NCSA staff who would like to submit an item for the calendar can email firstname.lastname@example.org.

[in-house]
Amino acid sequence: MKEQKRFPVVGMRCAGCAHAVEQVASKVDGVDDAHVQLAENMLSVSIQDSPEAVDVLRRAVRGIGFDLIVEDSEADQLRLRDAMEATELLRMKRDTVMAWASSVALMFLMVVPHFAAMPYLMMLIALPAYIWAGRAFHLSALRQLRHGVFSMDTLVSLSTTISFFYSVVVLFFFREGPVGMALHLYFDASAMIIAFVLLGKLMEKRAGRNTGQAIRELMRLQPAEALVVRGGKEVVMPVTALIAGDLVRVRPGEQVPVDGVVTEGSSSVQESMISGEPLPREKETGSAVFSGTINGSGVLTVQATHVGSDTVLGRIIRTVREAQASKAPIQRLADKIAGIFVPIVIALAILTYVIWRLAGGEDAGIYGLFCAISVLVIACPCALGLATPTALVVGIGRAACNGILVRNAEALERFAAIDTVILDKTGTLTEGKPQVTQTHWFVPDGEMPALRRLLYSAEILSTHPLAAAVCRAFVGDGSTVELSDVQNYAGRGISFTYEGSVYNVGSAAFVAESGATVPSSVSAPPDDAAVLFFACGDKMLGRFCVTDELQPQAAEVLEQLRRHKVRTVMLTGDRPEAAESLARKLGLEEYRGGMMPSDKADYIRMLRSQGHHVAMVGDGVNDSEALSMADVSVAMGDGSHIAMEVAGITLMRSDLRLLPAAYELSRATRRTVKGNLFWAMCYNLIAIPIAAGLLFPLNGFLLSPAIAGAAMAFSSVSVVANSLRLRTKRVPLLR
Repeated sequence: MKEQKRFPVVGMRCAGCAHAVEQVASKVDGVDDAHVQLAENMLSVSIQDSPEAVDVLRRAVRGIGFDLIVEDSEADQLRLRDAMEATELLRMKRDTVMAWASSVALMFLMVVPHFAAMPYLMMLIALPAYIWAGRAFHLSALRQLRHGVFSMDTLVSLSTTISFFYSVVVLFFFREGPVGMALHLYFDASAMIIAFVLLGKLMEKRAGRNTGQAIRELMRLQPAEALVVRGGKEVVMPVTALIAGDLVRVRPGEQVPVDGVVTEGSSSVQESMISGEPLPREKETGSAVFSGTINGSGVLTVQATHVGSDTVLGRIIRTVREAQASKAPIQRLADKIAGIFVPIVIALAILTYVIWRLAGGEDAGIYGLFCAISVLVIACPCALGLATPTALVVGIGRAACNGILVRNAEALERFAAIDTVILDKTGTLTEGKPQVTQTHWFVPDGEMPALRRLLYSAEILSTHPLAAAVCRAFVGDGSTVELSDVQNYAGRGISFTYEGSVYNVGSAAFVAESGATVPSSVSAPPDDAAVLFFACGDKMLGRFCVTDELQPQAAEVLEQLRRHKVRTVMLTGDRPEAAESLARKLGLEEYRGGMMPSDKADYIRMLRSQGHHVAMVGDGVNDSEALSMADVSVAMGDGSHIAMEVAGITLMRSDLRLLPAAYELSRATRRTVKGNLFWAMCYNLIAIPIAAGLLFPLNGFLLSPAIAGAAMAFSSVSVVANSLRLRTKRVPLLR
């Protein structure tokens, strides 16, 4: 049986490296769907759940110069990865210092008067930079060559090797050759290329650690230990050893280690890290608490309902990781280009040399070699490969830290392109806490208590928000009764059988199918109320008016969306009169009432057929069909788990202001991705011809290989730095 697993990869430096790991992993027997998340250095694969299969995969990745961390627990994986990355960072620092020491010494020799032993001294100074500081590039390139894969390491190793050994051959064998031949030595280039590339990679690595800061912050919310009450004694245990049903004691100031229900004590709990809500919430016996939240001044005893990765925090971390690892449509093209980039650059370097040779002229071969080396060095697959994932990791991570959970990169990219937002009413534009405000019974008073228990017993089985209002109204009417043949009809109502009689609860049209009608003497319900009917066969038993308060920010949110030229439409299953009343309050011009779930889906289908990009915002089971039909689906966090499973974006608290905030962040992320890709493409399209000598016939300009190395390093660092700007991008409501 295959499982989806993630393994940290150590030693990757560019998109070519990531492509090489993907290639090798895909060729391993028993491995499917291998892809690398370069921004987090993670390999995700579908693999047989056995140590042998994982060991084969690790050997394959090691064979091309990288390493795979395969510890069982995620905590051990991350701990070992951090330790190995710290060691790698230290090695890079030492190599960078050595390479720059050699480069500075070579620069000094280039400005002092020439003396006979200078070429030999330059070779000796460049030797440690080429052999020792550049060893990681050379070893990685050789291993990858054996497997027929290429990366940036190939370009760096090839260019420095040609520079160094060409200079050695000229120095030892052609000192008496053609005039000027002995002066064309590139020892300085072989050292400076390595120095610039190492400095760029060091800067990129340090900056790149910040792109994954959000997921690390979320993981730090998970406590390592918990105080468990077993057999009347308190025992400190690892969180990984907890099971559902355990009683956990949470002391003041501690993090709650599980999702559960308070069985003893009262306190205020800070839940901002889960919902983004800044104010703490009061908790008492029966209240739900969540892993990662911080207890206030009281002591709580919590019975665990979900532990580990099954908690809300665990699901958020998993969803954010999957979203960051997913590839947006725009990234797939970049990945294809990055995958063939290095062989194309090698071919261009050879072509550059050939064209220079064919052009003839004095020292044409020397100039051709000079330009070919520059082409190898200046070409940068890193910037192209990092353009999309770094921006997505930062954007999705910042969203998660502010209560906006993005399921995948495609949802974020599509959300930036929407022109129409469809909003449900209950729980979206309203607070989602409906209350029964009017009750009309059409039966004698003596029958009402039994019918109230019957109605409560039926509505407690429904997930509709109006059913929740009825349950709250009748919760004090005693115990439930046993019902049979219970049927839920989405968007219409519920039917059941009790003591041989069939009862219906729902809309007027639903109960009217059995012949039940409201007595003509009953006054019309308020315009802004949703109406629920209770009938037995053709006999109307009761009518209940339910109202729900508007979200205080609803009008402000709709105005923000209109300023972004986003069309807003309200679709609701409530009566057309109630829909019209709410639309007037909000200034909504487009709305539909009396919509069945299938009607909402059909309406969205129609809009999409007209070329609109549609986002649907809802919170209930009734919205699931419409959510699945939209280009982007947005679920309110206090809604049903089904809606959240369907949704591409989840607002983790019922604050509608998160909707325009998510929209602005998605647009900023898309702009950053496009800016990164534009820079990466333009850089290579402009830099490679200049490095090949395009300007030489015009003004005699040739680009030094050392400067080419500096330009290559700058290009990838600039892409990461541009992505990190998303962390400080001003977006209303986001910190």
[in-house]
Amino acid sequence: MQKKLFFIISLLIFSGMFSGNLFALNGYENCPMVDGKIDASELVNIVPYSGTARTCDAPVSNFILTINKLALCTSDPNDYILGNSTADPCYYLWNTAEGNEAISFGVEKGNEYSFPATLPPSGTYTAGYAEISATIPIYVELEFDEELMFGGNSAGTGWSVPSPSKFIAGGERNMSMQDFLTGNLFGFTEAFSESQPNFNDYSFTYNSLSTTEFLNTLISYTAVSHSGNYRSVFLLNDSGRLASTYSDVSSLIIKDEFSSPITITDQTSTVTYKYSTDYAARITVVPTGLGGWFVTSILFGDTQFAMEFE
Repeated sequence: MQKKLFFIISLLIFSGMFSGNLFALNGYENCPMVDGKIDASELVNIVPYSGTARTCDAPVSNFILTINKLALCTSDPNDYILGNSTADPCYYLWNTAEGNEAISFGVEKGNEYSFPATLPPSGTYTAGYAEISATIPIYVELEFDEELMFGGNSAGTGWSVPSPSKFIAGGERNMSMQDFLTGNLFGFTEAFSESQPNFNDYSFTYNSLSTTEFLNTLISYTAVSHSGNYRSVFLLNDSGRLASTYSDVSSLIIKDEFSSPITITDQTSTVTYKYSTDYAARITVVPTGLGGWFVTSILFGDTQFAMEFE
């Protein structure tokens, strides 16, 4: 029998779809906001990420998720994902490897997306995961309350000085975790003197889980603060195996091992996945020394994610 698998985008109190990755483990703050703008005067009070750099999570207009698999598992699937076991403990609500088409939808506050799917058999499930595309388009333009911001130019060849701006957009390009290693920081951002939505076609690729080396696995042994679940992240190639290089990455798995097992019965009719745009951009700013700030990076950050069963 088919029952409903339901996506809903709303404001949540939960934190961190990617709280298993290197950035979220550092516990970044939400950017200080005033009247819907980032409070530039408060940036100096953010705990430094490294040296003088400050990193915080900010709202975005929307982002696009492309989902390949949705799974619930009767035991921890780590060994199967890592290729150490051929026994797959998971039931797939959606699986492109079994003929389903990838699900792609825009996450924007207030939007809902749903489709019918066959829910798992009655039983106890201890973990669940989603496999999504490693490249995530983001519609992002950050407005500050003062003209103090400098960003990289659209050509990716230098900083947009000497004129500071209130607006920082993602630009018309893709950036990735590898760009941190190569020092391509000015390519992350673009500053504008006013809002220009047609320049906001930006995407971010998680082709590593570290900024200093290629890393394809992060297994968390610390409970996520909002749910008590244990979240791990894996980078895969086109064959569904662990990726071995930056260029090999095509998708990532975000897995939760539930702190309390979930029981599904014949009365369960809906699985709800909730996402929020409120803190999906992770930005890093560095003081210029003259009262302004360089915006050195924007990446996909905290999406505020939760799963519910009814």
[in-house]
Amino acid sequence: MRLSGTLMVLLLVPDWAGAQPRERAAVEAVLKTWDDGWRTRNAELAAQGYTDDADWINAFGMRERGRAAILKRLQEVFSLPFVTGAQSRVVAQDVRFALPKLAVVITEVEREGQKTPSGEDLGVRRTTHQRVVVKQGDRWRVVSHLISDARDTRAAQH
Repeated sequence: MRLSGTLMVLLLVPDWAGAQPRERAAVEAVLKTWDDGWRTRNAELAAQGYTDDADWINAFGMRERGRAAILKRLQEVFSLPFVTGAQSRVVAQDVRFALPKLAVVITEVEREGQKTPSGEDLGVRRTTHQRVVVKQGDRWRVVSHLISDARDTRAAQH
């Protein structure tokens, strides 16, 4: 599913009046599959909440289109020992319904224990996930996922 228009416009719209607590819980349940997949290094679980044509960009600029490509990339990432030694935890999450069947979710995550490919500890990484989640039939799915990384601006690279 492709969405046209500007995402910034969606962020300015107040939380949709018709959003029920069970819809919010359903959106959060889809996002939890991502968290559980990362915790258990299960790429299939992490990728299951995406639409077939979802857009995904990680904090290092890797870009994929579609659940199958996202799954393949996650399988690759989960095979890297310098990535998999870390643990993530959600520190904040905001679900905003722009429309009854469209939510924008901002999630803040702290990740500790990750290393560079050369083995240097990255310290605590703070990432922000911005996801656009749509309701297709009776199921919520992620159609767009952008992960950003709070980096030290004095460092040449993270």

The physics of a magnetically confined, radiation pressure supported column of plasma plays a defining role in understanding the observations of accretion-powered X-ray pulsars, including pulsating ultraluminous X-ray sources (ULXs). Near the neutron star accretor, the accretion flow is constrained by the strong magnetic field to fall along the magnetic field lines. At a sufficiently high accretion rate, the inflow is shocked above the stellar surface and forms a columnar structure below, radiating most of accretion power via sideways emission in a so-called ‘fan-beam’ pattern. The misalignment of the anisotropic radiation emission with respect to the neutron star spin axis results in the observed pulsations. We perform radiative relativistic MHD simulations to study the nonlinear dynamics of the accretion column. The column structure is extremely dynamical and exhibits kHz quasi-periodic oscillations. The existence of the photon bubble instability is identified in simulated accretion columns but proved to be not responsible for triggering the oscillatory behaviors. Instead, the oscillations originate from the inability of the system to resupply heat to locally balance the sideways cooling. The column structure is very sensitive to the shock geometry, which directly determines the cooling efficiency. The time-averaged column structures from the simulations can be approximately reproduced by a 1D stationary model provided one corrects for the actual 2D shape of the time-averaged column. I will also discuss how reduction of scattering opacity by the magnetic field can alter the column structure and variability.